Analyse: This step seems simple to teachers but is often a challenge for students. Source analysis in Step 3 requires students to ask these questions of a source:
- What is the 'core' content' that needs to be addressed to respond to the inquiry question/s?
- Does the source's content relate substantially to the 'core content' of the question/s?
- Is this source USEFUL to the historical inquiry?
A source may be determined as useful because it:
- provides an interesting perspective on the past
- shows us the values and motivations of people in a particular era
- contains historical detail such as dates
- helps us to empathise with people's experiences in the past OR
- due to the quantity of relevant, historical information.
- Does the source confirm historical arguments or opinions that you previously held? Does the source challenge you to reformulate your arguments or opinions?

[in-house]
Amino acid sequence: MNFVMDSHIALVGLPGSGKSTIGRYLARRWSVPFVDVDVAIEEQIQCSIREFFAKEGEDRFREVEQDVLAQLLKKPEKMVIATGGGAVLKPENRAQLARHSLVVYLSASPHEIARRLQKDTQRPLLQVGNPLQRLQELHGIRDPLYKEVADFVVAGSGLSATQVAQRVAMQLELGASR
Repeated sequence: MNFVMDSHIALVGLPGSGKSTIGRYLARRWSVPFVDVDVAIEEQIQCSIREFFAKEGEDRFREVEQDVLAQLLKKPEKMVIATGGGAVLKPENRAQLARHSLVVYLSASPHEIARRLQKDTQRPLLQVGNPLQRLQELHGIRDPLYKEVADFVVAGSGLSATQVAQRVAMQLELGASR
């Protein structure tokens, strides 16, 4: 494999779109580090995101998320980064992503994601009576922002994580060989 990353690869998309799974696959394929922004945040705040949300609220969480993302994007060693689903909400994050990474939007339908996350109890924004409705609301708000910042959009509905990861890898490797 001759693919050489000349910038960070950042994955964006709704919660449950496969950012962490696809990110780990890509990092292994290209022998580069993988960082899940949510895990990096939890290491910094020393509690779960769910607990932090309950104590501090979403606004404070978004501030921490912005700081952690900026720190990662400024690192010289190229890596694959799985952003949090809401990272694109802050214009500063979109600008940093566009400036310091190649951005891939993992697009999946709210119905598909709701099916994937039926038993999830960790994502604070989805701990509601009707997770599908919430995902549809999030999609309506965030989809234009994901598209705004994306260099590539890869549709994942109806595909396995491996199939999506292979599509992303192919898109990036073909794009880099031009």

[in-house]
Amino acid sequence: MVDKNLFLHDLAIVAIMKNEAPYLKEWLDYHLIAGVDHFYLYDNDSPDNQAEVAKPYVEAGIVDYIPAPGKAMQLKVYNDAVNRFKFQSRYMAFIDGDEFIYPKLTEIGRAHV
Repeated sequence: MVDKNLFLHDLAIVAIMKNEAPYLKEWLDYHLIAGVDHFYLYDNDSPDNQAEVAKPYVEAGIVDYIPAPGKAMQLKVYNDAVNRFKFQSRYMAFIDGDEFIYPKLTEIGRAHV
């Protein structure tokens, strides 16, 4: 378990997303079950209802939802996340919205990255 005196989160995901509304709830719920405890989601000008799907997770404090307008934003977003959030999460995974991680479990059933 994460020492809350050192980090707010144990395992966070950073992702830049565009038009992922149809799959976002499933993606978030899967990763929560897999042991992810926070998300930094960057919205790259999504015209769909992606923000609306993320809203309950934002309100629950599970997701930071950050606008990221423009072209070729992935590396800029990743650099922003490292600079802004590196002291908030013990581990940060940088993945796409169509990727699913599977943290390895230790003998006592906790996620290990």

It is at this step that students begin to use source material to develop an informed argument or opinion that addresses the historical inquiry question/s.
Evaluate: students determine the reliability of each of the sources to be used in answering the question/s. For each source students need to ask, "Is this source to be believed"
Students must take into account the origin, values, purpose and context of the source in order to answer the question/s.
Primary sources and secondary sources can both be considered reliable sources of information. A primary source may be reliable because it is produced by a credible witness to an historical event. A secondary source may be reliable because it is produced by an expert historian, or a trustworthy organisation, who has used quality primary materials to produce the source.
However, sources used will often have issues of reliability, such as bias within accounts of a witness or author. Such sources can still be utilised as long as students include reflections on the sources' bias, noting the way in which bias places limitations on the use of the sources as evidence.